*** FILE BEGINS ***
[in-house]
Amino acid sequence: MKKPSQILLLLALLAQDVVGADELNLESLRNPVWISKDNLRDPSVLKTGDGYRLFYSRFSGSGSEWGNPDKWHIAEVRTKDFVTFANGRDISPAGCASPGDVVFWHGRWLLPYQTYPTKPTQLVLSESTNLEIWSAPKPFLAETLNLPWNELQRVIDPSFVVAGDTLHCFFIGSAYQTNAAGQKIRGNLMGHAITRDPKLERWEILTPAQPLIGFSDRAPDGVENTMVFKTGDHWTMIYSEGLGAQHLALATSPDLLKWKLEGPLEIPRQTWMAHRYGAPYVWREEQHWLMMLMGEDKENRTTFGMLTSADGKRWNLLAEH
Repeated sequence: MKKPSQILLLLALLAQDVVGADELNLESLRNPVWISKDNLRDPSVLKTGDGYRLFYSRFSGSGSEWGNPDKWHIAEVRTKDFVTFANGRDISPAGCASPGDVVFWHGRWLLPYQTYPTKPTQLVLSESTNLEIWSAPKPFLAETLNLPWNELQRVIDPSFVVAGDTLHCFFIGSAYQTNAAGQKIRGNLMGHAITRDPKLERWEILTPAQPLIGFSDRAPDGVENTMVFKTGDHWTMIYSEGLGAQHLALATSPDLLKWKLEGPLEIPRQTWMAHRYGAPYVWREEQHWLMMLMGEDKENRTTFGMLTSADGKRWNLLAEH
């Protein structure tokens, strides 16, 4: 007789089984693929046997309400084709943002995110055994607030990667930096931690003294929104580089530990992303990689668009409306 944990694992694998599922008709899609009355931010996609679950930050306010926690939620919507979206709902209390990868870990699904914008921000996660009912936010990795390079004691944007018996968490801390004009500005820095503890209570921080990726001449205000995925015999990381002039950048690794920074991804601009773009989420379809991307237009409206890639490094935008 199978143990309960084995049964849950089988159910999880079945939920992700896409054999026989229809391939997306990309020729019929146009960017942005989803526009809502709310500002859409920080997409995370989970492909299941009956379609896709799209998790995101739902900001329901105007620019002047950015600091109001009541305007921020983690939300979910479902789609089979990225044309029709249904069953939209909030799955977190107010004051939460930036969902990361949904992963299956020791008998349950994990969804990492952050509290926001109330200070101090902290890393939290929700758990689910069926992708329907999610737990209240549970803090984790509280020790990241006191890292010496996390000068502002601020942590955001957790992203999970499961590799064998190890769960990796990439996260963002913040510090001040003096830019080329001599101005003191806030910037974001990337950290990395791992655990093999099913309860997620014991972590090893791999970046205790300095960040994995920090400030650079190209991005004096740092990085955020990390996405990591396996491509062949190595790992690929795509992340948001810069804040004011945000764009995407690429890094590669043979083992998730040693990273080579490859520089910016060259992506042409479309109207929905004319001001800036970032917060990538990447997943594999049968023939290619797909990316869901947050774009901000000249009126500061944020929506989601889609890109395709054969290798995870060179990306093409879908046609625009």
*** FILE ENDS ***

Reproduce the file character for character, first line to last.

[in-house]
Amino acid sequence: MKKPSQILLLLALLAQDVVGADELNLESLRNPVWISKDNLRDPSVLKTGDGYRLFYSRFSGSGSEWGNPDKWHIAEVRTKDFVTFANGRDISPAGCASPGDVVFWHGRWLLPYQTYPTKPTQLVLSESTNLEIWSAPKPFLAETLNLPWNELQRVIDPSFVVAGDTLHCFFIGSAYQTNAAGQKIRGNLMGHAITRDPKLERWEILTPAQPLIGFSDRAPDGVENTMVFKTGDHWTMIYSEGLGAQHLALATSPDLLKWKLEGPLEIPRQTWMAHRYGAPYVWREEQHWLMMLMGEDKENRTTFGMLTSADGKRWNLLAEH
Repeated sequence: MKKPSQILLLLALLAQDVVGADELNLESLRNPVWISKDNLRDPSVLKTGDGYRLFYSRFSGSGSEWGNPDKWHIAEVRTKDFVTFANGRDISPAGCASPGDVVFWHGRWLLPYQTYPTKPTQLVLSESTNLEIWSAPKPFLAETLNLPWNELQRVIDPSFVVAGDTLHCFFIGSAYQTNAAGQKIRGNLMGHAITRDPKLERWEILTPAQPLIGFSDRAPDGVENTMVFKTGDHWTMIYSEGLGAQHLALATSPDLLKWKLEGPLEIPRQTWMAHRYGAPYVWREEQHWLMMLMGEDKENRTTFGMLTSADGKRWNLLAEH
């Protein structure tokens, strides 16, 4: 007789089984693929046997309400084709943002995110055994607030990667930096931690003294929104580089530990992303990689668009409306 944990694992694998599922008709899609009355931010996609679950930050306010926690939620919507979206709902209390990868870990699904914008921000996660009912936010990795390079004691944007018996968490801390004009500005820095503890209570921080990726001449205000995925015999990381002039950048690794920074991804601009773009989420379809991307237009409206890639490094935008 199978143990309960084995049964849950089988159910999880079945939920992700896409054999026989229809391939997306990309020729019929146009960017942005989803526009809502709310500002859409920080997409995370989970492909299941009956379609896709799209998790995101739902900001329901105007620019002047950015600091109001009541305007921020983690939300979910479902789609089979990225044309029709249904069953939209909030799955977190107010004051939460930036969902990361949904992963299956020791008998349950994990969804990492952050509290926001109330200070101090902290890393939290929700758990689910069926992708329907999610737990209240549970803090984790509280020790990241006191890292010496996390000068502002601020942590955001957790992203999970499961590799064998190890769960990796990439996260963002913040510090001040003096830019080329001599101005003191806030910037974001990337950290990395791992655990093999099913309860997620014991972590090893791999970046205790300095960040994995920090400030650079190209991005004096740092990085955020990390996405990591396996491509062949190595790992690929795509992340948001810069804040004011945000764009995407690429890094590669043979083992998730040693990273080579490859520089910016060259992506042409479309109207929905004319001001800036970032917060990538990447997943594999049968023939290619797909990316869901947050774009901000000249009126500061944020929506989601889609890109395709054969290798995870060179990306093409879908046609625009």